Date of Graduation
Eberly College of Arts and Sciences
Kennon A. Lattal.
The study of stimulus rates is relevant to understanding how discrete events integrated in time come to function as a single molar unit that can be discriminated from other comparable units. Two experiments examined the roles of stimulus rates as discriminative stimuli in a conditional discrimination paradigm. Pigeons responding according to a fixed interval (FI) schedule of reinforcement were presented concurrently with pairs of stimulus rates (response-independent blackouts of the operant boxes), so that access to food was granted if the pigeons pecked a comparison key associated to each stimulus rate. One-blackout versus two-blackouts stimulus rates were used on the first experiment, whereas two- and three-blackouts were used in the second experiment. The results replicate previous findings congruent with a Weber's law interpretation, emphasizing the relative difference in stimulus magnitude as the controlling factor. The concomitant pattern of responding produced by FI schedule requirements is also proposed to influence the accuracy of the discrimination. Finally, some further implications of the results for the analysis of molar variables are discussed.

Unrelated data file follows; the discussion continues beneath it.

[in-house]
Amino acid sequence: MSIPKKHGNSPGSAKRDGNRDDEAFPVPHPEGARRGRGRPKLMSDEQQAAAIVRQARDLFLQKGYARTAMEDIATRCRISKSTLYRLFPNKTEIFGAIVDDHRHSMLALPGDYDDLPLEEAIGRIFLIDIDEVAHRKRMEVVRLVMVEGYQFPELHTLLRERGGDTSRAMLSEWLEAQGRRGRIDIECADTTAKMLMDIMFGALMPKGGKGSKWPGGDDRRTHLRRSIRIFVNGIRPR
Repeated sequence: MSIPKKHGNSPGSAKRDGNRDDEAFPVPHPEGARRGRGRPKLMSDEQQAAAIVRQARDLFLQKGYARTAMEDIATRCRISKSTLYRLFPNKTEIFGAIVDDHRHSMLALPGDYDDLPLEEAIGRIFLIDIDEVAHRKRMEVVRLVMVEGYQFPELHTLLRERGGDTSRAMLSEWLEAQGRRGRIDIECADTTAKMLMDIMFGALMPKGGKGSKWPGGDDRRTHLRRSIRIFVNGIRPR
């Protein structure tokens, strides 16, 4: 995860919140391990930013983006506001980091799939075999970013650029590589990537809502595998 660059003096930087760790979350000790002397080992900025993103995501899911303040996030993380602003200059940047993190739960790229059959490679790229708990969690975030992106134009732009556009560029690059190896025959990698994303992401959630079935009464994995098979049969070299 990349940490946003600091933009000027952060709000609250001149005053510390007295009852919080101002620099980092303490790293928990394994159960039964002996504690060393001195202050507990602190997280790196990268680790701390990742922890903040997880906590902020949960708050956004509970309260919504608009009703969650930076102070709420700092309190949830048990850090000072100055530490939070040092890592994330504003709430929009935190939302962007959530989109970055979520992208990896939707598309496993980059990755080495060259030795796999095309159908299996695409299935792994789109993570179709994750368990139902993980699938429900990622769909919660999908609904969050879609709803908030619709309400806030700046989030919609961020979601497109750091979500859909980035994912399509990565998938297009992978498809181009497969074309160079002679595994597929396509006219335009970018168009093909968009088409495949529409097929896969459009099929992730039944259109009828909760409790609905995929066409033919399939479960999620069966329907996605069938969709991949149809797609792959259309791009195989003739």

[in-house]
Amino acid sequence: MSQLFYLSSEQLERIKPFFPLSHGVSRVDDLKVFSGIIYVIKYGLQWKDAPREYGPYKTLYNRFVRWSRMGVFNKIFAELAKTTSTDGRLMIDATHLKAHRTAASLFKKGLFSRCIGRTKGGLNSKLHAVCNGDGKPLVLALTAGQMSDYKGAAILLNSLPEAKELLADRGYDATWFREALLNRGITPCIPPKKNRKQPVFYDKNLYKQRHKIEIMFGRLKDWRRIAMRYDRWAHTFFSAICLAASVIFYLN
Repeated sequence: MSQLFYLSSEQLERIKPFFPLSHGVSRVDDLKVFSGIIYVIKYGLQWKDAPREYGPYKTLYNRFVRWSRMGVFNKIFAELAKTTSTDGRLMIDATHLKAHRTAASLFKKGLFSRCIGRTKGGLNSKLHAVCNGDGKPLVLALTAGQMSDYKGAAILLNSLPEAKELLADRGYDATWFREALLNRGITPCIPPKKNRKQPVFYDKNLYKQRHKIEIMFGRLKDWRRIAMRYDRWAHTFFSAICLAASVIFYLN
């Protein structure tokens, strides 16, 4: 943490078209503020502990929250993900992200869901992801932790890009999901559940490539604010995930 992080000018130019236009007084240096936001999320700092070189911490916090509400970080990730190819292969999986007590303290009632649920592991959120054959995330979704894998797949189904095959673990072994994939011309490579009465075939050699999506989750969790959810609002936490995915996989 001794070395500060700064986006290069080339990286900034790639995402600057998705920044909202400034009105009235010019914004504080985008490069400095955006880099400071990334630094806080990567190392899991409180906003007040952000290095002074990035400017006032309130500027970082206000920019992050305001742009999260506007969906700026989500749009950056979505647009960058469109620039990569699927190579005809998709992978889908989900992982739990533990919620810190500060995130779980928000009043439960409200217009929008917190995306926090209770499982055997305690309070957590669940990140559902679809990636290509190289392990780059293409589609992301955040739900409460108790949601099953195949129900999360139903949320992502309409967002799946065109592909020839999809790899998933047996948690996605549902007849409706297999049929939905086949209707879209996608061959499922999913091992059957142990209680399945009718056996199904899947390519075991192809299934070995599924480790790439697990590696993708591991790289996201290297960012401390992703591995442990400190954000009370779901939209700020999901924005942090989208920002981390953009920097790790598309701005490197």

Garcia Penagos, Andres, "Rate of Response-Independent Events as Discriminative Stimuli" (2011). Graduate Theses, Dissertations, and Problem Reports. 3275.